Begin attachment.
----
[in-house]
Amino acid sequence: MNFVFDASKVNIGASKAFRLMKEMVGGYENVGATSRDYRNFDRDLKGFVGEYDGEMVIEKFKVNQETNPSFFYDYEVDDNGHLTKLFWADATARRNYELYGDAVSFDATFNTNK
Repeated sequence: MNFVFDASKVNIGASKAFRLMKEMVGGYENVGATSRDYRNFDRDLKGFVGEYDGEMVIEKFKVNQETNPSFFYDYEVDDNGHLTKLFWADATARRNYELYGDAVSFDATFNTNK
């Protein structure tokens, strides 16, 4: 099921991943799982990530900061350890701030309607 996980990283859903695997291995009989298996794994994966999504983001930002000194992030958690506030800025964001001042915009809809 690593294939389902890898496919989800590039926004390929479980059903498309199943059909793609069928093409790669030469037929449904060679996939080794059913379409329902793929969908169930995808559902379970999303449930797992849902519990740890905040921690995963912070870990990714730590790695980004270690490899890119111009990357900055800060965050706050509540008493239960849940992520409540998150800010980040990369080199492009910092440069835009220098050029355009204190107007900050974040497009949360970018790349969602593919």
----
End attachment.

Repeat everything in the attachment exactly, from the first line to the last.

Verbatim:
[in-house]
Amino acid sequence: MNFVFDASKVNIGASKAFRLMKEMVGGYENVGATSRDYRNFDRDLKGFVGEYDGEMVIEKFKVNQETNPSFFYDYEVDDNGHLTKLFWADATARRNYELYGDAVSFDATFNTNK
Repeated sequence: MNFVFDASKVNIGASKAFRLMKEMVGGYENVGATSRDYRNFDRDLKGFVGEYDGEMVIEKFKVNQETNPSFFYDYEVDDNGHLTKLFWADATARRNYELYGDAVSFDATFNTNK
């Protein structure tokens, strides 16, 4: 099921991943799982990530900061350890701030309607 996980990283859903695997291995009989298996794994994966999504983001930002000194992030958690506030800025964001001042915009809809 690593294939389902890898496919989800590039926004390929479980059903498309199943059909793609069928093409790669030469037929449904060679996939080794059913379409329902793929969908169930995808559902379970999303449930797992849902519990740890905040921690995963912070870990990714730590790695980004270690490899890119111009990357900055800060965050706050509540008493239960849940992520409540998150800010980040990369080199492009910092440069835009220098050029355009204190107007900050974040497009949360970018790349969602593919």